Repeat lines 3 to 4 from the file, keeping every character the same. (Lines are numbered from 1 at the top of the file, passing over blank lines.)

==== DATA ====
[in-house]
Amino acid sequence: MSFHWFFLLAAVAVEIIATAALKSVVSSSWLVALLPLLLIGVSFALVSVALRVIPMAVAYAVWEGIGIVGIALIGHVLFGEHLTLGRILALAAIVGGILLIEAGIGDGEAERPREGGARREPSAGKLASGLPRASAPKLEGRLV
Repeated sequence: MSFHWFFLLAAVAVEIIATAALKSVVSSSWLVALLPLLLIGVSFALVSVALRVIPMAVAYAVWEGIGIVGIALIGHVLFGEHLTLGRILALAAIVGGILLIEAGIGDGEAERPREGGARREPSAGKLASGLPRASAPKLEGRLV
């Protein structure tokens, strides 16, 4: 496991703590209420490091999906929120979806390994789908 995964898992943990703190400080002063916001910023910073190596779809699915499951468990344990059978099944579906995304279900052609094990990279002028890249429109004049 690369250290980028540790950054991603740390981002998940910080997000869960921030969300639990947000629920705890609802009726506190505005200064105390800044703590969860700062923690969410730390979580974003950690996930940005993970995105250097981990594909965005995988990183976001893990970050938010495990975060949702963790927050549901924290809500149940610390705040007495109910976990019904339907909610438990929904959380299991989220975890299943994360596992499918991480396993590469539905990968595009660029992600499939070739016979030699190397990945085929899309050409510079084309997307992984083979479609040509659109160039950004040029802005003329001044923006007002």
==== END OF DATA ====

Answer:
Repeated sequence: MSFHWFFLLAAVAVEIIATAALKSVVSSSWLVALLPLLLIGVSFALVSVALRVIPMAVAYAVWEGIGIVGIALIGHVLFGEHLTLGRILALAAIVGGILLIEAGIGDGEAERPREGGARREPSAGKLASGLPRASAPKLEGRLV
């Protein structure tokens, strides 16, 4: 496991703590209420490091999906929120979806390994789908 995964898992943990703190400080002063916001910023910073190596779809699915499951468990344990059978099944579906995304279900052609094990990279002028890249429109004049 690369250290980028540790950054991603740390981002998940910080997000869960921030969300639990947000629920705890609802009726506190505005200064105390800044703590969860700062923690969410730390979580974003950690996930940005993970995105250097981990594909965005995988990183976001893990970050938010495990975060949702963790927050549901924290809500149940610390705040007495109910976990019904339907909610438990929904959380299991989220975890299943994360596992499918991480396993590469539905990968595009660029992600499939070739016979030699190397990945085929899309050409510079084309997307992984083979479609040509659109160039950004040029802005003329001044923006007002």